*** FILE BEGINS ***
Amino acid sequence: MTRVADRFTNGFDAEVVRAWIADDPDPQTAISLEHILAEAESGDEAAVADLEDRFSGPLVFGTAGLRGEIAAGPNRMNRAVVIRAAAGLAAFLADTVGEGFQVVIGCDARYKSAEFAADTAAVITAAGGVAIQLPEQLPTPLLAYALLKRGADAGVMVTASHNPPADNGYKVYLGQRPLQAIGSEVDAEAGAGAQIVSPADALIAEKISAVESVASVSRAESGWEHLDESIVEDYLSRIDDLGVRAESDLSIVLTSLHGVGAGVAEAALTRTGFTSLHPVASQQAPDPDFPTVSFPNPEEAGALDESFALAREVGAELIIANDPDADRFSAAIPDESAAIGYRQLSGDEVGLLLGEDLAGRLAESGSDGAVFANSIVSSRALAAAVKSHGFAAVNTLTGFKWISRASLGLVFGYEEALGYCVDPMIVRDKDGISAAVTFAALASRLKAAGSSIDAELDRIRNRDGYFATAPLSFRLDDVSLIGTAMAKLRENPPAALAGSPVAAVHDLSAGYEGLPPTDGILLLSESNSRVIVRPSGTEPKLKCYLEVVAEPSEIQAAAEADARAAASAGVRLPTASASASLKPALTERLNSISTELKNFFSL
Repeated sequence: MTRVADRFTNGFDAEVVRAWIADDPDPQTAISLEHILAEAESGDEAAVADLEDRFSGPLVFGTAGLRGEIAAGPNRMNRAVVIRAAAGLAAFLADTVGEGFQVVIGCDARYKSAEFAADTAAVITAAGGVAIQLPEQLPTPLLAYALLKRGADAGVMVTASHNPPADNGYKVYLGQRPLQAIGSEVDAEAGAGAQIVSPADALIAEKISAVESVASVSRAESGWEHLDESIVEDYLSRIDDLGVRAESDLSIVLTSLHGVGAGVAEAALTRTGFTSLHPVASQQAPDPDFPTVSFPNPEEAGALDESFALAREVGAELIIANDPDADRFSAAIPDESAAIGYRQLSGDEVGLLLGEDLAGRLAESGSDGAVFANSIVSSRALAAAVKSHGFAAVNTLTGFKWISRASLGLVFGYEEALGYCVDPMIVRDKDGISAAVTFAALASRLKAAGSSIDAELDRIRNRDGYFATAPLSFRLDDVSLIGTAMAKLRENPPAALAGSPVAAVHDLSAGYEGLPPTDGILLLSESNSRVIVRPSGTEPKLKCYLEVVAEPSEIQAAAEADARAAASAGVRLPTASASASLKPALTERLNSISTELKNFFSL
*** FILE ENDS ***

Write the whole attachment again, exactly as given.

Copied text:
Amino acid sequence: MTRVADRFTNGFDAEVVRAWIADDPDPQTAISLEHILAEAESGDEAAVADLEDRFSGPLVFGTAGLRGEIAAGPNRMNRAVVIRAAAGLAAFLADTVGEGFQVVIGCDARYKSAEFAADTAAVITAAGGVAIQLPEQLPTPLLAYALLKRGADAGVMVTASHNPPADNGYKVYLGQRPLQAIGSEVDAEAGAGAQIVSPADALIAEKISAVESVASVSRAESGWEHLDESIVEDYLSRIDDLGVRAESDLSIVLTSLHGVGAGVAEAALTRTGFTSLHPVASQQAPDPDFPTVSFPNPEEAGALDESFALAREVGAELIIANDPDADRFSAAIPDESAAIGYRQLSGDEVGLLLGEDLAGRLAESGSDGAVFANSIVSSRALAAAVKSHGFAAVNTLTGFKWISRASLGLVFGYEEALGYCVDPMIVRDKDGISAAVTFAALASRLKAAGSSIDAELDRIRNRDGYFATAPLSFRLDDVSLIGTAMAKLRENPPAALAGSPVAAVHDLSAGYEGLPPTDGILLLSESNSRVIVRPSGTEPKLKCYLEVVAEPSEIQAAAEADARAAASAGVRLPTASASASLKPALTERLNSISTELKNFFSL
Repeated sequence: MTRVADRFTNGFDAEVVRAWIADDPDPQTAISLEHILAEAESGDEAAVADLEDRFSGPLVFGTAGLRGEIAAGPNRMNRAVVIRAAAGLAAFLADTVGEGFQVVIGCDARYKSAEFAADTAAVITAAGGVAIQLPEQLPTPLLAYALLKRGADAGVMVTASHNPPADNGYKVYLGQRPLQAIGSEVDAEAGAGAQIVSPADALIAEKISAVESVASVSRAESGWEHLDESIVEDYLSRIDDLGVRAESDLSIVLTSLHGVGAGVAEAALTRTGFTSLHPVASQQAPDPDFPTVSFPNPEEAGALDESFALAREVGAELIIANDPDADRFSAAIPDESAAIGYRQLSGDEVGLLLGEDLAGRLAESGSDGAVFANSIVSSRALAAAVKSHGFAAVNTLTGFKWISRASLGLVFGYEEALGYCVDPMIVRDKDGISAAVTFAALASRLKAAGSSIDAELDRIRNRDGYFATAPLSFRLDDVSLIGTAMAKLRENPPAALAGSPVAAVHDLSAGYEGLPPTDGILLLSESNSRVIVRPSGTEPKLKCYLEVVAEPSEIQAAAEADARAAASAGVRLPTASASASLKPALTERLNSISTELKNFFSL